It only feels like a war zone

I understand the tendency of paralegals to describe their workplaces by comparison to war zones, but usually avoid such comparisons out of respect to those who are serving in real war zones (although sometimes the two coincide). When it comes to stress and happiness, a frequent topic here recently, apparently some lessons from the war zone can be applied to the legal field. This post from ABAJournal.com references attorneys but much of it is applicable to paralegals also. Here’s an excerpt:

Happiness researchers at the University of Pennsylvania are working with the U.S. Army to teach soldiers how they can bounce back from the stress of deployment in a war zone. Those lessons also can apply to lawyers, says one of the school’s experts, lawyer Dan Bowling.

Writing for the Careerist blog, Bowling lists 10 happiness tips for lawyers, many of them lessons developed for the military training…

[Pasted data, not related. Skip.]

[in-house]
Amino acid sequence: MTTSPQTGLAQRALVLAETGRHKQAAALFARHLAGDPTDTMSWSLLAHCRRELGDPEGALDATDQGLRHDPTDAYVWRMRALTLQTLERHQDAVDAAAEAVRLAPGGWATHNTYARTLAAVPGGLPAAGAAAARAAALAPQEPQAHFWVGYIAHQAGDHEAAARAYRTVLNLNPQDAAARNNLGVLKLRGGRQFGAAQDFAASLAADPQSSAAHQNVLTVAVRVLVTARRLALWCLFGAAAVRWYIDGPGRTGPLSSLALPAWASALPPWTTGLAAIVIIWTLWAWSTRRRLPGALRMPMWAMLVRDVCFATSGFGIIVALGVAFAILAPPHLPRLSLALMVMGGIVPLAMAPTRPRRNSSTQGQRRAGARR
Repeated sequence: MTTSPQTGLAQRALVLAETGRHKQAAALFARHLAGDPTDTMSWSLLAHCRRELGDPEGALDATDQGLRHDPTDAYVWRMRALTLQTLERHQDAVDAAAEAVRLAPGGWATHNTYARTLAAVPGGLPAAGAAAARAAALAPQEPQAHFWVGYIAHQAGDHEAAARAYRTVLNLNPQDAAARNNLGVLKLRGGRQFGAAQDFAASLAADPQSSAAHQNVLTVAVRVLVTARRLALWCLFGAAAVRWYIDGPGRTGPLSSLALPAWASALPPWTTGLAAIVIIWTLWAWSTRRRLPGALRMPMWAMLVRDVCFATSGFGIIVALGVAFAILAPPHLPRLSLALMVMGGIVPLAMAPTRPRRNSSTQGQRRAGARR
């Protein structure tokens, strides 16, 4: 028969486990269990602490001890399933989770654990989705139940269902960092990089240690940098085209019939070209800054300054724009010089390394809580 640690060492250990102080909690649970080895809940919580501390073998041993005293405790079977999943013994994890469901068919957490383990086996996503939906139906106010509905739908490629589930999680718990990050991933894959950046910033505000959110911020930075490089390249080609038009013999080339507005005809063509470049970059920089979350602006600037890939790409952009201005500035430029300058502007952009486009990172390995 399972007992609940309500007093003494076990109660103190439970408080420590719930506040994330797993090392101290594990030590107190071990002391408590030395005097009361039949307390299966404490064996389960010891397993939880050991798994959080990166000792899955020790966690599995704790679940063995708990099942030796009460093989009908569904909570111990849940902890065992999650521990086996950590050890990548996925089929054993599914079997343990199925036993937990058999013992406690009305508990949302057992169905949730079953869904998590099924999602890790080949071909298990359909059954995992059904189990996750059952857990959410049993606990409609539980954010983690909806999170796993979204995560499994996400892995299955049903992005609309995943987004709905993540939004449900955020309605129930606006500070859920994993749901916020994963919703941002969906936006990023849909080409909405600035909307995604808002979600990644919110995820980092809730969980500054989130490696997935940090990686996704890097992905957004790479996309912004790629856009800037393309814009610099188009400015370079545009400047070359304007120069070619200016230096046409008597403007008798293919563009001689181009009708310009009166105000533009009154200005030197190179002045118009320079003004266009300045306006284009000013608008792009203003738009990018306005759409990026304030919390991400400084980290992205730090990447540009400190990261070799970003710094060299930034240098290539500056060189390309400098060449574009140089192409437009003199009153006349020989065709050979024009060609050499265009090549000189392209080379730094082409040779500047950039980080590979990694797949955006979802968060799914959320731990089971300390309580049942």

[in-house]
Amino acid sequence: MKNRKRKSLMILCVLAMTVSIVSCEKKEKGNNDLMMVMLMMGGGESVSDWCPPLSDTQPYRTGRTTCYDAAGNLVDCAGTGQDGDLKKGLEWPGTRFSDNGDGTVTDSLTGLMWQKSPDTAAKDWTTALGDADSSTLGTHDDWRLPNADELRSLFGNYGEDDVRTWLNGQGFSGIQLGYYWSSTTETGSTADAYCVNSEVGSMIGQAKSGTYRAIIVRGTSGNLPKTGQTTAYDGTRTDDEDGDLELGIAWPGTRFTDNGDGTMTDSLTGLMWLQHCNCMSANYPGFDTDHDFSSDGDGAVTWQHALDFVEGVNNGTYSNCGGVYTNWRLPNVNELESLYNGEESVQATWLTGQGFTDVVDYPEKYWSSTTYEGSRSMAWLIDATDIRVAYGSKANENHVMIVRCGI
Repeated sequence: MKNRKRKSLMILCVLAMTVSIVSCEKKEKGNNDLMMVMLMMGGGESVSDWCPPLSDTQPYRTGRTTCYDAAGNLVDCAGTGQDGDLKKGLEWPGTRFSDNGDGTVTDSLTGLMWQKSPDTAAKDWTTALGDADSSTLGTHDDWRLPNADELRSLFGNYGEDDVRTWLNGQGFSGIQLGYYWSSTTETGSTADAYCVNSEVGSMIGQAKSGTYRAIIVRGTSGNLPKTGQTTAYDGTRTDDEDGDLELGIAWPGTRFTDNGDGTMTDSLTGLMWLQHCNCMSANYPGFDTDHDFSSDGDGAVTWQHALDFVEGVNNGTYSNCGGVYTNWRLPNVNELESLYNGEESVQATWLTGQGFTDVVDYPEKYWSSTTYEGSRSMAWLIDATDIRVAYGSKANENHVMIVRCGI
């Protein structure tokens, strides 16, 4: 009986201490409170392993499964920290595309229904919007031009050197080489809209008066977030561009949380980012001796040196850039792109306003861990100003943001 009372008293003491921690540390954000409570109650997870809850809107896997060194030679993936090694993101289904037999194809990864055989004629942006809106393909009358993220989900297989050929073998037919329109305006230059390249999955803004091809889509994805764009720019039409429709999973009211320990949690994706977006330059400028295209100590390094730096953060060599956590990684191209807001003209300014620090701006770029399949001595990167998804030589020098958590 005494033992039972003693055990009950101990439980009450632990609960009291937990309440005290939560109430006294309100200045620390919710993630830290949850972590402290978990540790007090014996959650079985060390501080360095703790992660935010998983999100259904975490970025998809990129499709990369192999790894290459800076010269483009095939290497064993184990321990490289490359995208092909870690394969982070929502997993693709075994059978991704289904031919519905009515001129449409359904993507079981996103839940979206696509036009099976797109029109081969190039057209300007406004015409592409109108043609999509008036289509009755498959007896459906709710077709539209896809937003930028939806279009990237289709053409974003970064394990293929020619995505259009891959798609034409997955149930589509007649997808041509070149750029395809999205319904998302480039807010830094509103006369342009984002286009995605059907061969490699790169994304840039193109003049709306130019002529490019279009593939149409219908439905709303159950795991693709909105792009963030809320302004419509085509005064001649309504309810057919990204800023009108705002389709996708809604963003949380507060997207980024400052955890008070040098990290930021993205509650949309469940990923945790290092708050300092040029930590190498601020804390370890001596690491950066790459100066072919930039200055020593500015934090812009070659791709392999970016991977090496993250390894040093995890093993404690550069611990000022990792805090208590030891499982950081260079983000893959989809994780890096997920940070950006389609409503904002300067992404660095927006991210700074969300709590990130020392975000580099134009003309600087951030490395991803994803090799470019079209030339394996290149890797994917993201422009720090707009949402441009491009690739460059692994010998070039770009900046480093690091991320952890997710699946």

A few of Bowling’s tips:

• People are happiest when their jobs play to their strengths. “If you are a happy-go-lucky extrovert, try to avoid spending 10 years doing discovery requests,” he says.

• Keep your perspective. “The universe doesn’t revolve around you and your worries,” Bowling writes. “If you aren’t in the top half of your class, it’s not the end of the world, although it might seem like it when first-year grades come out. If you don’t make partner, life will go on.”

• Be sociable and thankful. Keep in contact with friends and express gratitude to those who matter.

Here’s a link to the original article on the The Careerist blog.

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